The first San Diego Association of Governments (SANDAG) board discussion of the draft revenue-constrained Regional Transportation Plan (RTP) update took place Aug. 15.
The non-voting item allowed for feedback and direction to SANDAG staff. A hybrid between two staff-developed scenarios is likely.
“I don’t like one versus the other. I like them both,” said county Board of Supervisors member Ron Roberts.
Federal law requires a region which receives federal funding for transportation projects to update its long-range regional transportation plan every four years. The federal forecast requirement is only for 20 years, but because the county’s TransNet sales tax will be collected through 2048 SANDAG approved a Regional Transportation Plan through 2050 in October 2011.
The 2011 adoption of the plan through 2050 meant that few changes for specific projects will be needed for the update scheduled to be approved in 2015. “Largely we have the same project mix,” said SANDAG director of land use and transportation planning Muggs Stoll. “All of us are really trying to focus on implementation, not starting over with a new plan.”
Most of the proposed projects are in both scenarios. “It’s really about phasing differences,” said RTP project manager Phil Trom.
The revenue forecasts include projections of anticipated federal, state, local, and private funds from existing and reasonable available future sources. The half-cent TransNet sales tax for transportation was originally approved by the county’s voters in November 1987, and in November 2004 the voters approved a 40-year extension through 2048. The revenue projections include growth assumptions and potential new funding sources consistent with historical funding trends.
The 2011 revenue-constrained RTP had projected expenditures of $213.8 billion, including $197 billion between 2014 and 2050. The draft 2015 update calls for spending of $207 billion. Projected expenditures are reduced from $18 billion to $15 billion between 2014 and 2020, but 2021-35 spending increases from $58 billion to $60 billion and 2036-50 planned expenditures would increase from $121 billion to $132 billion.
The major project difference between the two scenarios involves transit. One scenario will implement “express” Metropolitan Transit System and North County Transit District light rail lines, providing commuters with non-stop connections, while also adding new light rail services in more densely populated areas. Such express service would require additional tracks and likely also would require station modifications and additional right-of-way acquisition. The other scenario includes new light rail lines but replaces the express light rail service with more widespread rapid bus service, including rapid bus service from Camp Pendleton to Carlsbad Village scheduled for 2036-50 in that scenario but not included in the express rail service scenario.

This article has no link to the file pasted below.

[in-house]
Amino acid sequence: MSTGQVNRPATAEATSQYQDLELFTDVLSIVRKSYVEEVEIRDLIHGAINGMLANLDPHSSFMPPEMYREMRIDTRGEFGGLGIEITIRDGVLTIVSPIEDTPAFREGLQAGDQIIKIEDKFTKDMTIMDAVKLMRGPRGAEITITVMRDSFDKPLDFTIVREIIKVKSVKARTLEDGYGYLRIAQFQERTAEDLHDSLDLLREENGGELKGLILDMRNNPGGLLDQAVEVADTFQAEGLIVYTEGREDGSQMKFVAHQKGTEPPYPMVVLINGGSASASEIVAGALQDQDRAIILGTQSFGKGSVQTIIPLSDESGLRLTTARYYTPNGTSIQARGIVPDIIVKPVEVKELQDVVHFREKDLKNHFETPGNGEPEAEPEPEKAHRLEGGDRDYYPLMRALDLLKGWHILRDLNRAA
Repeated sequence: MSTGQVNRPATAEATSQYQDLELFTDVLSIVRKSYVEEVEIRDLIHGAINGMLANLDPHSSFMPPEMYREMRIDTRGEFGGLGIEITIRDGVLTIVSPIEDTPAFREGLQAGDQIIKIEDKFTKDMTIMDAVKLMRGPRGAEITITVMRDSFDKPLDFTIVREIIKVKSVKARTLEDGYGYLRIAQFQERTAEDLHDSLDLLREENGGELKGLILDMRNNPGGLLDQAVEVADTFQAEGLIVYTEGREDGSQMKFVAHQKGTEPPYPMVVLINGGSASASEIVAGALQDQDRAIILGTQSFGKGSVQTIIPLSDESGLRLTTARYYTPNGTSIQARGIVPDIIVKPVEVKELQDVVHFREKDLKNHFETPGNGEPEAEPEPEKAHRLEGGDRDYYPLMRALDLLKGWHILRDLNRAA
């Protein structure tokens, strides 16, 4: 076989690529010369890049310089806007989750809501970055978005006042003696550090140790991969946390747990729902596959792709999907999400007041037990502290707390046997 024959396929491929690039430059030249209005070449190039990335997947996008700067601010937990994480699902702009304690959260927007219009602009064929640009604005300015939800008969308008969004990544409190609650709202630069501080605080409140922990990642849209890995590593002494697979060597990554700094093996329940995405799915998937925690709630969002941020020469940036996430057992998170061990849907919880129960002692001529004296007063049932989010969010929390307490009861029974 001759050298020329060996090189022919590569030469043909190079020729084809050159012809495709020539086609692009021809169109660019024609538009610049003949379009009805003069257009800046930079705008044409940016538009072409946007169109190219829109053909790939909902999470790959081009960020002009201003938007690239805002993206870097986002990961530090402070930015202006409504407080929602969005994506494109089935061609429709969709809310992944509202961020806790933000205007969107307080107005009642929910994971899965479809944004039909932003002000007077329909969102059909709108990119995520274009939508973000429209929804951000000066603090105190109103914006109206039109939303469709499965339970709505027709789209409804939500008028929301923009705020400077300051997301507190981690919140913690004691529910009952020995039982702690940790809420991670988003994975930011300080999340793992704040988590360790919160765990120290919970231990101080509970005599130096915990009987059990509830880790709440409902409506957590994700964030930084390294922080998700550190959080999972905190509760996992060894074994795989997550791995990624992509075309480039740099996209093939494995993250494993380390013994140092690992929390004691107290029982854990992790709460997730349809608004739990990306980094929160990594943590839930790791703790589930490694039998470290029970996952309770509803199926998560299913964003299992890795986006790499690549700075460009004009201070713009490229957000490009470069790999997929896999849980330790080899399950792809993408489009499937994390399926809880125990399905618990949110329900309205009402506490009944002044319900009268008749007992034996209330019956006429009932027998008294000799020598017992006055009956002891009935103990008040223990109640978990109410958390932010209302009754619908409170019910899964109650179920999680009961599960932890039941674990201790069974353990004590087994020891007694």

In the first scenario two managed lanes would be added along the Interstate 5 and I-805 corridors in an earlier phase with two additional managed lanes being added later. The second scenario would add all four managed lanes at once while delaying additional managed lanes for State Route 78.
The RTP includes privately-funded toll roads as well as highway, transit, and rail projects which would require publicly-provided revenue. The State Route 241 toll road between Orange County and Interstate 5 is part of the RTP, as are adding four toll lanes to the eight existing freeway lanes of Interstate 5 between Vandegrift Boulevard and the Orange County line and adding four toll lanes to the eight Interstate 15 freeway lanes between State Route 78 and the Riverside County border. In both scenarios the I-5 and I-15 toll lanes are scheduled for the 2036-50 period. The I-5 toll lanes have a 2014 dollars cost estimate of $1.813 billion and the I-15 toll lanes have a cost estimate of $1.030 billion.
The State Route 241 schedule anticipates the $416 million construction of the first four toll lanes in the 2020-25 period and the $63 million construction of two additional toll lanes during 2025-30.
The $210 million widening of State Route 76 from two lanes to four between South Mission Road and Interstate 15 is fully funded, and construction is scheduled to begin shortly and be complete in 2017, so that is included among the 2014-20 projects. Widening Highway 76 from Interstate 15 to Couser Canyon Road has a $131 million cost estimate and is in the 2036-50 timeframe in both scenarios.
The transit portion of both scenarios calls for peak bus rapid transit between Temecula and Downtown San Diego through Escondido and for high-speed rail between Temecula and San Diego International Airport.
The RTP also includes a bicycle plan network. The San Luis Rey River Trail, which will include a path through the future San Luis Rey River Park, has an estimated cost of $37 million and is in the 2036-50 timeframe in both scenarios.
The 2015 update of the RTP will also incorporate SANDAG’s Regional Comprehensive Plan. SANDAG incorporated performance measures into both RTP scenarios based on Regional Comprehensive Plan goals.
“The performance measures do show the value of making these transportation investments,” Stoll said.
The SANDAG board is scheduled to adopt a preferred scenario for environmental review and other public comment purposes at SANDAG’s Sept. 12 meeting. Stoll noted that a SANDAG decision on a preferred scenario to be analyzed for the Environmental Impact Review process would allow the EIR to be completed in time for adoption in 2015. “We’re really at a critical decision point for our regional plan,” he said. “The critical path for us is really working on the EIR for this plan.”
SANDAG begins the RTP process with an unconstrained-revenue plan before prioritizing projects and finalizing a revenue-constrained plan based on those priorities and projected funding. The SANDAG board approved an updated unconstrained-revenue plan on Dec. 20.